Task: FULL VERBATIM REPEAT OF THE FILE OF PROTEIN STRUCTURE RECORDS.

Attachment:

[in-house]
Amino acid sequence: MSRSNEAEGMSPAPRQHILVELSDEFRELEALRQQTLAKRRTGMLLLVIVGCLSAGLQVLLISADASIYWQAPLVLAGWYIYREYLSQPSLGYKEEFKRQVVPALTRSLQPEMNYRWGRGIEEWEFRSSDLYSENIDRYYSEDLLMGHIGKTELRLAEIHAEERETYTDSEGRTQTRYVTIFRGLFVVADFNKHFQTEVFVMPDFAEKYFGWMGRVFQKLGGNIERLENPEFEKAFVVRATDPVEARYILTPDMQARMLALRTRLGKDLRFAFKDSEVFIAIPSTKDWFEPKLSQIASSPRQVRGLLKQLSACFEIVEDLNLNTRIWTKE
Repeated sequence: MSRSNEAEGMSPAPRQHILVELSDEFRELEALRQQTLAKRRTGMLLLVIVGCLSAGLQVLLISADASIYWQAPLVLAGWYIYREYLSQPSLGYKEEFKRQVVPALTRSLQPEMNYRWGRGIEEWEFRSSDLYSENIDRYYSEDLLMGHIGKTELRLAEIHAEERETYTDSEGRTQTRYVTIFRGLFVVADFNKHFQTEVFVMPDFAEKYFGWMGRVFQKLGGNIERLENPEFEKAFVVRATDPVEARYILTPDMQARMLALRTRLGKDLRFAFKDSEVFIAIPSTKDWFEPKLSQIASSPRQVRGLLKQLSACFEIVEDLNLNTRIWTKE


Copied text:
[in-house]
Amino acid sequence: MSRSNEAEGMSPAPRQHILVELSDEFRELEALRQQTLAKRRTGMLLLVIVGCLSAGLQVLLISADASIYWQAPLVLAGWYIYREYLSQPSLGYKEEFKRQVVPALTRSLQPEMNYRWGRGIEEWEFRSSDLYSENIDRYYSEDLLMGHIGKTELRLAEIHAEERETYTDSEGRTQTRYVTIFRGLFVVADFNKHFQTEVFVMPDFAEKYFGWMGRVFQKLGGNIERLENPEFEKAFVVRATDPVEARYILTPDMQARMLALRTRLGKDLRFAFKDSEVFIAIPSTKDWFEPKLSQIASSPRQVRGLLKQLSACFEIVEDLNLNTRIWTKE
Repeated sequence: MSRSNEAEGMSPAPRQHILVELSDEFRELEALRQQTLAKRRTGMLLLVIVGCLSAGLQVLLISADASIYWQAPLVLAGWYIYREYLSQPSLGYKEEFKRQVVPALTRSLQPEMNYRWGRGIEEWEFRSSDLYSENIDRYYSEDLLMGHIGKTELRLAEIHAEERETYTDSEGRTQTRYVTIFRGLFVVADFNKHFQTEVFVMPDFAEKYFGWMGRVFQKLGGNIERLENPEFEKAFVVRATDPVEARYILTPDMQARMLALRTRLGKDLRFAFKDSEVFIAIPSTKDWFEPKLSQIASSPRQVRGLLKQLSACFEIVEDLNLNTRIWTKE